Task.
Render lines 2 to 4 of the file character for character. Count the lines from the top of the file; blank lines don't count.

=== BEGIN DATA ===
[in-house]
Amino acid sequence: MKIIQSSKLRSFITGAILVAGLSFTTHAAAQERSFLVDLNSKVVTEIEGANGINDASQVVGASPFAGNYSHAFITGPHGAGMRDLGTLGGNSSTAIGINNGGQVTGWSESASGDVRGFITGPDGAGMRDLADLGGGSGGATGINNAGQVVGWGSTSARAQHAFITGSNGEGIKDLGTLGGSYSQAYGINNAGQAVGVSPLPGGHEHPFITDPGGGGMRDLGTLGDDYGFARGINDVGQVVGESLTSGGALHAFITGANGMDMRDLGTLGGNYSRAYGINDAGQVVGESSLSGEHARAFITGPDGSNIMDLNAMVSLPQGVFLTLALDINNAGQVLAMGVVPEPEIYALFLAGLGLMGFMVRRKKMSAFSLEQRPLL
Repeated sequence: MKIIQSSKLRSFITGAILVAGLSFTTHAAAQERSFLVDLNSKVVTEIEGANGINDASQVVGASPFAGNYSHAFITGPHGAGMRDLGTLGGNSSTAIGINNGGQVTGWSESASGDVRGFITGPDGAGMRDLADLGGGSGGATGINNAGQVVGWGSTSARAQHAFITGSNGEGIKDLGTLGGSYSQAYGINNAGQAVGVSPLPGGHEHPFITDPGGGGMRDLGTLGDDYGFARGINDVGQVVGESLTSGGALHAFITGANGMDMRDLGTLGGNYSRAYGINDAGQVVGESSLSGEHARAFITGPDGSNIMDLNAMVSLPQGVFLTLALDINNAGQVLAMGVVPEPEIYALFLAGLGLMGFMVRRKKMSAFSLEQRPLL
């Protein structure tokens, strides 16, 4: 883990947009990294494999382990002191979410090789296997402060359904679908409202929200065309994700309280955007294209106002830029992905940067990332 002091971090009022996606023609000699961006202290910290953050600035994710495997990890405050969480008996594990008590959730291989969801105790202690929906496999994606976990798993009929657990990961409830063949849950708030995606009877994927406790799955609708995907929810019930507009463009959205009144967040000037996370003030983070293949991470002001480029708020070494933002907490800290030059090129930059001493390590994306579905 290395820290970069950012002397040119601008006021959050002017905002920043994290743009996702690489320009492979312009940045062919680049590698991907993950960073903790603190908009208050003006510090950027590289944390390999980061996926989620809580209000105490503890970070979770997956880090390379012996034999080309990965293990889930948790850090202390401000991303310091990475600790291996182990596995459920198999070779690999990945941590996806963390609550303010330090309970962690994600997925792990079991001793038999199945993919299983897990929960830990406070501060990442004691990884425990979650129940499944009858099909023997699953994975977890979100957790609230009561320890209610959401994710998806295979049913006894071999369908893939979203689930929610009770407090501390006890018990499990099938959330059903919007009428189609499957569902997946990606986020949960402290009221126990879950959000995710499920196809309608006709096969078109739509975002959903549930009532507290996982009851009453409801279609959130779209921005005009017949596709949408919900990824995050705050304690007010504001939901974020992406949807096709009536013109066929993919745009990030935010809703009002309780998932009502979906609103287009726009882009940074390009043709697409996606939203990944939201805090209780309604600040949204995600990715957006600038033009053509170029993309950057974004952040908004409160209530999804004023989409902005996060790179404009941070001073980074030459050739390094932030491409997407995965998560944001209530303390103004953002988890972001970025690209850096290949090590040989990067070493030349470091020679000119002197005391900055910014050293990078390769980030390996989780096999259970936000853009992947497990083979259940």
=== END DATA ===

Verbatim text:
Amino acid sequence: MKIIQSSKLRSFITGAILVAGLSFTTHAAAQERSFLVDLNSKVVTEIEGANGINDASQVVGASPFAGNYSHAFITGPHGAGMRDLGTLGGNSSTAIGINNGGQVTGWSESASGDVRGFITGPDGAGMRDLADLGGGSGGATGINNAGQVVGWGSTSARAQHAFITGSNGEGIKDLGTLGGSYSQAYGINNAGQAVGVSPLPGGHEHPFITDPGGGGMRDLGTLGDDYGFARGINDVGQVVGESLTSGGALHAFITGANGMDMRDLGTLGGNYSRAYGINDAGQVVGESSLSGEHARAFITGPDGSNIMDLNAMVSLPQGVFLTLALDINNAGQVLAMGVVPEPEIYALFLAGLGLMGFMVRRKKMSAFSLEQRPLL
Repeated sequence: MKIIQSSKLRSFITGAILVAGLSFTTHAAAQERSFLVDLNSKVVTEIEGANGINDASQVVGASPFAGNYSHAFITGPHGAGMRDLGTLGGNSSTAIGINNGGQVTGWSESASGDVRGFITGPDGAGMRDLADLGGGSGGATGINNAGQVVGWGSTSARAQHAFITGSNGEGIKDLGTLGGSYSQAYGINNAGQAVGVSPLPGGHEHPFITDPGGGGMRDLGTLGDDYGFARGINDVGQVVGESLTSGGALHAFITGANGMDMRDLGTLGGNYSRAYGINDAGQVVGESSLSGEHARAFITGPDGSNIMDLNAMVSLPQGVFLTLALDINNAGQVLAMGVVPEPEIYALFLAGLGLMGFMVRRKKMSAFSLEQRPLL
């Protein structure tokens, strides 16, 4: 883990947009990294494999382990002191979410090789296997402060359904679908409202929200065309994700309280955007294209106002830029992905940067990332 002091971090009022996606023609000699961006202290910290953050600035994710495997990890405050969480008996594990008590959730291989969801105790202690929906496999994606976990798993009929657990990961409830063949849950708030995606009877994927406790799955609708995907929810019930507009463009959205009144967040000037996370003030983070293949991470002001480029708020070494933002907490800290030059090129930059001493390590994306579905 290395820290970069950012002397040119601008006021959050002017905002920043994290743009996702690489320009492979312009940045062919680049590698991907993950960073903790603190908009208050003006510090950027590289944390390999980061996926989620809580209000105490503890970070979770997956880090390379012996034999080309990965293990889930948790850090202390401000991303310091990475600790291996182990596995459920198999070779690999990945941590996806963390609550303010330090309970962690994600997925792990079991001793038999199945993919299983897990929960830990406070501060990442004691990884425990979650129940499944009858099909023997699953994975977890979100957790609230009561320890209610959401994710998806295979049913006894071999369908893939979203689930929610009770407090501390006890018990499990099938959330059903919007009428189609499957569902997946990606986020949960402290009221126990879950959000995710499920196809309608006709096969078109739509975002959903549930009532507290996982009851009453409801279609959130779209921005005009017949596709949408919900990824995050705050304690007010504001939901974020992406949807096709009536013109066929993919745009990030935010809703009002309780998932009502979906609103287009726009882009940074390009043709697409996606939203990944939201805090209780309604600040949204995600990715957006600038033009053509170029993309950057974004952040908004409160209530999804004023989409902005996060790179404009941070001073980074030459050739390094932030491409997407995965998560944001209530303390103004953002988890972001970025690209850096290949090590040989990067070493030349470091020679000119002197005391900055910014050293990078390769980030390996989780096999259970936000853009992947497990083979259940």